Cisplatin is a platinum based chemotherapy drug that has been used since 1978 to treat various cancers including malignant pleural mesothelioma.

Malignant Pleural Mesothelioma

Pleural mesothelioma is the most commonly diagnosed type of mesothelioma cancer, making up about two-thirds of all cases in the U.S.  It develops after an abundance of asbestos fibers embed themselves into the lining of the lungs.  This lining is called the pleura and provides support for the lungs and the chest cavity.

About Cisplatin

Cisplatin causes the DNA of cancer cells inside a patient’s body to begin a process called cross linking. This process prevents cancer cells from duplicating and eventually they die off. Cisplatin is administered intravenously and is likely to be used in combination with the chemotherapy drug Alimta.  The combination of Cisplatin and Alimta is the only FDA approved drug that is specifically designed to treat malignant pleural mesothelioma.

Cisplatin is typically administered only after it has been determined by doctors that surgical procedures are not an option.

Cisplatin Side Effects

Most chemotherapy drugs have the potential to cause a variety of serious side effects, and Cisplatin is no exception.  It is an effective mesothelioma treatment but care must be taken to monitor and control its side effects. Cisplatin can be toxic to humans if levels get too high.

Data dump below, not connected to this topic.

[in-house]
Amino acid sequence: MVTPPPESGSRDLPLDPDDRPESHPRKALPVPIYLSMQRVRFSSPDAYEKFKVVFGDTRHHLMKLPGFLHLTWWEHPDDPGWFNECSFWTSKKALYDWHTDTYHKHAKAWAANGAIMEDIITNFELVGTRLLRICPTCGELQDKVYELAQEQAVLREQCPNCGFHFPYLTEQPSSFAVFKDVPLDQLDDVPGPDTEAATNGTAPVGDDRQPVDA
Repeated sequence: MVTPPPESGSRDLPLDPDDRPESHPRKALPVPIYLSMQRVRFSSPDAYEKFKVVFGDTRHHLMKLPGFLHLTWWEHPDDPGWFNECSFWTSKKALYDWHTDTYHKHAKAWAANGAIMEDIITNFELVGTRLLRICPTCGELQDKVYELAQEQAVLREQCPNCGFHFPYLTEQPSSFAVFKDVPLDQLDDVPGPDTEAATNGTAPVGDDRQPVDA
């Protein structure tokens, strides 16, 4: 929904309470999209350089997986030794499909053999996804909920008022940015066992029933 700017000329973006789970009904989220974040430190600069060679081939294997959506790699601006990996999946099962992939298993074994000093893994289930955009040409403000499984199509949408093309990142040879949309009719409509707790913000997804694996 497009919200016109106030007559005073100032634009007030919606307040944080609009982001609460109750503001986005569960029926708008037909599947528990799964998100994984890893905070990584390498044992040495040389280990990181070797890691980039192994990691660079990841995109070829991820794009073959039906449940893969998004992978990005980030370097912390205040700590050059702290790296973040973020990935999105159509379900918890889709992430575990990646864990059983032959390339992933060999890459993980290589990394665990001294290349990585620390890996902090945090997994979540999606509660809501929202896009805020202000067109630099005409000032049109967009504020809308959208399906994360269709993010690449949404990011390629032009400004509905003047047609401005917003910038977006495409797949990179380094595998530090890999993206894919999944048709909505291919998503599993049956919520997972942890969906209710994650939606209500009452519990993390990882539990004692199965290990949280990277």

The side effects of Cisplatin are known to be significant and sometimes quite severe.  Drugs designed to minimize the severity of certain side effects are usually given to patients that are being treated with Cisplatin.

Some common Cisplatin side effects that include:

  • Hair loss
  • Nausea / vomiting (emetogenic drug type)
  • Kidney damage (nephrotoxicity) – major concern associated with the use of Cisplatin
  • Nerve damage (neurotoxicity)
  • Hearing loss (ototoxicity) – less common side effect
  • Diarrhea
  • Loss of appetite

For more information about Cisplatin and other mesothelioma treatment options, contact Mesothelioma Treatment Centers today.